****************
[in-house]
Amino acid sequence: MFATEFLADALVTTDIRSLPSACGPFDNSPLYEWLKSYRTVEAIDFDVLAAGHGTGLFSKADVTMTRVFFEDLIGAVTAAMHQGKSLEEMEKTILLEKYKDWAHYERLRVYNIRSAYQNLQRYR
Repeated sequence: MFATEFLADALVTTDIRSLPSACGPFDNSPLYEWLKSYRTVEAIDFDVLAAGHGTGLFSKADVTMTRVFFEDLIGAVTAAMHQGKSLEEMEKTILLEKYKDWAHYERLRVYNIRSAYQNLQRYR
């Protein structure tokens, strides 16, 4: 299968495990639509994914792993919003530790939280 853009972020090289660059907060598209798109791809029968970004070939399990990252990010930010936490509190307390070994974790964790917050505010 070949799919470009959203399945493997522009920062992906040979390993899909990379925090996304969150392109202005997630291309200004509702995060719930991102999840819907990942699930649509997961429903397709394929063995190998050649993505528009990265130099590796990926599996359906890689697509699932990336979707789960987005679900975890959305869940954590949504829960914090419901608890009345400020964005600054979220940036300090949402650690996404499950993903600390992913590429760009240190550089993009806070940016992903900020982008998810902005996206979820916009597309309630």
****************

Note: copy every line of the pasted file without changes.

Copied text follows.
[in-house]
Amino acid sequence: MFATEFLADALVTTDIRSLPSACGPFDNSPLYEWLKSYRTVEAIDFDVLAAGHGTGLFSKADVTMTRVFFEDLIGAVTAAMHQGKSLEEMEKTILLEKYKDWAHYERLRVYNIRSAYQNLQRYR
Repeated sequence: MFATEFLADALVTTDIRSLPSACGPFDNSPLYEWLKSYRTVEAIDFDVLAAGHGTGLFSKADVTMTRVFFEDLIGAVTAAMHQGKSLEEMEKTILLEKYKDWAHYERLRVYNIRSAYQNLQRYR
């Protein structure tokens, strides 16, 4: 299968495990639509994914792993919003530790939280 853009972020090289660059907060598209798109791809029968970004070939399990990252990010930010936490509190307390070994974790964790917050505010 070949799919470009959203399945493997522009920062992906040979390993899909990379925090996304969150392109202005997630291309200004509702995060719930991102999840819907990942699930649509997961429903397709394929063995190998050649993505528009990265130099590796990926599996359906890689697509699932990336979707789960987005679900975890959305869940954590949504829960914090419901608890009345400020964005600054979220940036300090949402650690996404499950993903600390992913590429760009240190550089993009806070940016992903900020982008998810902005996206979820916009597309309630």